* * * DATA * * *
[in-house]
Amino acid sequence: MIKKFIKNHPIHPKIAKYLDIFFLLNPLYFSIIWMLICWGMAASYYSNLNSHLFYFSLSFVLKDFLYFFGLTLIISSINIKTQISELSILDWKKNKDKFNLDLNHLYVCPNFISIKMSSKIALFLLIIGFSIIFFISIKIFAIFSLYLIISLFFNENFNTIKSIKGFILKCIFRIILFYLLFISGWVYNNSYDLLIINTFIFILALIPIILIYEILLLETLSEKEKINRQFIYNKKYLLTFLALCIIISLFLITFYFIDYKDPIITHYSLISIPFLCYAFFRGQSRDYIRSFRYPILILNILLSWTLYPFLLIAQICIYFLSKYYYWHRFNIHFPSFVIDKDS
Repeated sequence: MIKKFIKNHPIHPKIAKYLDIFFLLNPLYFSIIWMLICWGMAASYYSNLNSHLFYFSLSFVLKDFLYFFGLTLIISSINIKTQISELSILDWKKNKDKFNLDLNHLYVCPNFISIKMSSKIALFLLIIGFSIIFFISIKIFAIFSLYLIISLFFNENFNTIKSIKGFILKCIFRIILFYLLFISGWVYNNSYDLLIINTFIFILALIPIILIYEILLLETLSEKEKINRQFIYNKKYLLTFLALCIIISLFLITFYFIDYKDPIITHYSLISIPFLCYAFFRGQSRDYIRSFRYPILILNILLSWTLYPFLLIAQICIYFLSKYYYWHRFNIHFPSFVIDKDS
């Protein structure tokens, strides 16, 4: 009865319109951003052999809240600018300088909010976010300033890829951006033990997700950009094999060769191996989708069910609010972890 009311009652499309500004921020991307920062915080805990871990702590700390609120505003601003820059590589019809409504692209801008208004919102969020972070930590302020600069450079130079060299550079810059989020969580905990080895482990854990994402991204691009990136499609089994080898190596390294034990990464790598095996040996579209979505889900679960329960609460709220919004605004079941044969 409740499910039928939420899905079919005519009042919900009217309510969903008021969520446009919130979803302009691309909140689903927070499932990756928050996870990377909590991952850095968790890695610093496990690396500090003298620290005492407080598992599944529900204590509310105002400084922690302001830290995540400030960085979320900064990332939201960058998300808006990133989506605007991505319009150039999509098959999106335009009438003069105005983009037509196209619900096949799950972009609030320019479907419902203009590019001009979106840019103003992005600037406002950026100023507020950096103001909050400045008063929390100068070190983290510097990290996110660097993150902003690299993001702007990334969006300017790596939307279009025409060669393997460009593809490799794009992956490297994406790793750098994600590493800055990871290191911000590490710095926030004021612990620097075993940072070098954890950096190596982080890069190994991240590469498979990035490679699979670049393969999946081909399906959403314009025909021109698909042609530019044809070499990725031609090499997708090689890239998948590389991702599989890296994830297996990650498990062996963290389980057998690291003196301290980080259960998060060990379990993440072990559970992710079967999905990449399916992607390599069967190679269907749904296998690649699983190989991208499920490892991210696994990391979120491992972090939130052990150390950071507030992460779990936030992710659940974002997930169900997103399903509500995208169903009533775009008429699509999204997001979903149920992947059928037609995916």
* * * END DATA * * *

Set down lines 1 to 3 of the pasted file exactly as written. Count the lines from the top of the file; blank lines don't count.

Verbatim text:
[in-house]
Amino acid sequence: MIKKFIKNHPIHPKIAKYLDIFFLLNPLYFSIIWMLICWGMAASYYSNLNSHLFYFSLSFVLKDFLYFFGLTLIISSINIKTQISELSILDWKKNKDKFNLDLNHLYVCPNFISIKMSSKIALFLLIIGFSIIFFISIKIFAIFSLYLIISLFFNENFNTIKSIKGFILKCIFRIILFYLLFISGWVYNNSYDLLIINTFIFILALIPIILIYEILLLETLSEKEKINRQFIYNKKYLLTFLALCIIISLFLITFYFIDYKDPIITHYSLISIPFLCYAFFRGQSRDYIRSFRYPILILNILLSWTLYPFLLIAQICIYFLSKYYYWHRFNIHFPSFVIDKDS
Repeated sequence: MIKKFIKNHPIHPKIAKYLDIFFLLNPLYFSIIWMLICWGMAASYYSNLNSHLFYFSLSFVLKDFLYFFGLTLIISSINIKTQISELSILDWKKNKDKFNLDLNHLYVCPNFISIKMSSKIALFLLIIGFSIIFFISIKIFAIFSLYLIISLFFNENFNTIKSIKGFILKCIFRIILFYLLFISGWVYNNSYDLLIINTFIFILALIPIILIYEILLLETLSEKEKINRQFIYNKKYLLTFLALCIIISLFLITFYFIDYKDPIITHYSLISIPFLCYAFFRGQSRDYIRSFRYPILILNILLSWTLYPFLLIAQICIYFLSKYYYWHRFNIHFPSFVIDKDS